WASHINGTON -- Sometimes even popular bills just don't move in Congress.
Consider the legislation to get Medicare coverage for a condition called lymphedema, which causes fluid retention and swollen tissues when the lymphatic system is damaged or blocked. It's a common side effect for cancer patients -- especially breast cancer survivors -- whose lymph nodes are harmed or removed.
An estimated 1.5 million to 3 million Medicare beneficiaries suffer from the disease, according to Illinois Democratic Rep. Jan Schakowsky, who sponsored a bill last year. For many, treatment requires special compression garments that can cost from $80 to $1,000 and that need replacement every six months. Without adequate treatment, the disease can cause infections and potential disability. The treatments are covered by the Veterans Affairs Department, TRICARE, many commercial insurers and, as part of their Medicaid programs, 44 states and the District of Columbia. But not by Medicare.
The Congressional Budget Office has not officially weighed in on the potential cost of Schakowsky's bill, but many of its provisions were included in House-approved drug-pricing legislation that roughly estimated Medicare coverage would total less than $1 billion over 10 years.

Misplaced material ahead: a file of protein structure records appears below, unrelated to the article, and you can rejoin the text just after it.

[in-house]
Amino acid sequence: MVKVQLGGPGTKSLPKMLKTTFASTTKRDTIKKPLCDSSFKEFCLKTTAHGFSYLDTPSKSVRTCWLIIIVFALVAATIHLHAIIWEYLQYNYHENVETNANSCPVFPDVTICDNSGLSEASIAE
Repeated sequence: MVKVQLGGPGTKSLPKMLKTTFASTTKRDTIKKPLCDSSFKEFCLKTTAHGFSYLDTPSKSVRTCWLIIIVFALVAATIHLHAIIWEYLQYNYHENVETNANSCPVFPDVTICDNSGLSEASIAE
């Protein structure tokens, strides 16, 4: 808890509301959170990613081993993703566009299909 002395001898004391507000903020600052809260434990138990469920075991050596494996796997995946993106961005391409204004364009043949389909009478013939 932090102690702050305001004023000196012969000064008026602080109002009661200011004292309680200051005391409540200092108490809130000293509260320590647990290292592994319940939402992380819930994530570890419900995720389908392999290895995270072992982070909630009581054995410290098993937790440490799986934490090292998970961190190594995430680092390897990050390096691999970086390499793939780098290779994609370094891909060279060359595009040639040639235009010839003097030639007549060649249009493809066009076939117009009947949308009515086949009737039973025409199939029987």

The absence of coverage "is one more challenge on top of the monumental battle of fighting cancer," Schakowsky said.
Six consecutive Congresses have attempted to get Medicare coverage for the treatment, bolstered by advantages that usually help push a bill through: huge co-sponsorship numbers (374 are behind Schakowsky's bill), a celebrity advocate (actress Kathy Bates), low cost (in Washington terms) and sponsors who sit on key committees. Yet the legislation continues to stall.
Washington Democrat Maria Cantwell attempted to get her Senate companion bill with 70 co-sponsors added to an end-of-year health care package late last year, but Congress did not take it up.
Former Rep. Dave Reichert, a seven-term Republican from Washington who left office in early 2019, worked for several years to push through legislation that would authorize Medicare coverage for the treatments, with increasing levels of support each time.
In Congress, despite significant support among members, the leadership felt that expanding the definitions for one disease would create a precedent for others, Reichert said.
"It boiled down to money and the worry that we would be opening a Pandora's box for other disease changes," Reichert said.